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Parents say Education Quality is dismal

As Angelenos are losing confidence in the quality of education in the Los Angeles Unified School District (LAUSD), which is troubled by declining academic performance and enrollment, district officials are looking into tutoring as a potential solution for learning loss during the pandemic.

The recent poll conducted by Great Public Schools Now, a nonprofit organization focusing on LA’s public education, reported that 70 percent of participants rated LAUSD schools’ quality of education negatively, and 73 percent of voters voted “no” when the poll asked if they believed every LA neighborhood has a good K–12 school.

This lack of faith in Los Angeles’s education system is backed up by declining academic performance numbers in the district.

According to an LAUSD spokesperson, only 48 percent of kindergarten students met the state’s early literacy benchmarks in the 2020–21 school year—a three percent drop from the previous year, and a 19 percent drop from the 2018–19 school year.

Meanwhile, only 81 percent of four-year cohort seniors in the district’s high schools made it to graduation last school year though that number is up about 1 percent from the previous year and two percent from the 2018­–19 school year—when the national average graduation rate for public high schools was 86 percent, according to the National Center for Education Statistics.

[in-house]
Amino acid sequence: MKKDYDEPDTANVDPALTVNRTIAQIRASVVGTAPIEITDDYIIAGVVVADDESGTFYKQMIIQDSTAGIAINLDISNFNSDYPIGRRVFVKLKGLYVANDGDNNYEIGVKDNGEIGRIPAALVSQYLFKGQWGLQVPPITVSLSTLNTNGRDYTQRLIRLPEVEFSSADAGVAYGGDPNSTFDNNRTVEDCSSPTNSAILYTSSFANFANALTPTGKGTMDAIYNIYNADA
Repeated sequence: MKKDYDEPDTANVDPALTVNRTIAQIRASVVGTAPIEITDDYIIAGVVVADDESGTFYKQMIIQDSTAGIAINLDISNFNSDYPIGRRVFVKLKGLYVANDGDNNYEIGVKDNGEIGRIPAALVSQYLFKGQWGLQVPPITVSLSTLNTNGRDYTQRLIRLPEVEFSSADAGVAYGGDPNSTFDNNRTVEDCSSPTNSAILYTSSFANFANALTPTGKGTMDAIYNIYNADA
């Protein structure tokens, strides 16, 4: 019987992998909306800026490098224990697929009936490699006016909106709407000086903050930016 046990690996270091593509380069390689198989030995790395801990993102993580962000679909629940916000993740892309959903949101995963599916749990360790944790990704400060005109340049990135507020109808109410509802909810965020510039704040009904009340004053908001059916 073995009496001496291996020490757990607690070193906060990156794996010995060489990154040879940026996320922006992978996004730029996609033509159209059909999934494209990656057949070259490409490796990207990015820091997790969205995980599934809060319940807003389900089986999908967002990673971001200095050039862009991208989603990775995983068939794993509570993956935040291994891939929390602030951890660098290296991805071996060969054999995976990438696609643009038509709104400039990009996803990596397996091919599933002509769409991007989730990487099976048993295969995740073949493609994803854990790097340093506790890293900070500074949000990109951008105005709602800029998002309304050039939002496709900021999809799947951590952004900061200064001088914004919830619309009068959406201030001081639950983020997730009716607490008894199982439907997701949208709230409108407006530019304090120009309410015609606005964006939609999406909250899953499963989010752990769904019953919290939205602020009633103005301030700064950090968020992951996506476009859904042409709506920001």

This comes as the state’s largest school district is seeing a decline in enrollment numbers, with LAUSD officials projecting earlier this month that enrollment will drop by about 4 percent each year over the next decade—reaching below 400,000 in two years.

Dr. Stefan Bean, a 24-year educator who formerly served as superintendent of Aspire Public Schools in LA, was “not really that surprised” about the decline in LAUSD’s enrollment, he said in an interview with the EpochTV’s California Insider program.

Though Bean pointed out that the enrollment decline has been ongoing since pre-pandemic and can be partially attributed to population decrease—as Los Angeles has 185,000 fewer people from 2020 to 2021, according to census data—he said he hopes the decline will serve as a wake-up call for public schools to evaluate how they should improve.

Story continues at: LAUSD failing

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Joe Messina

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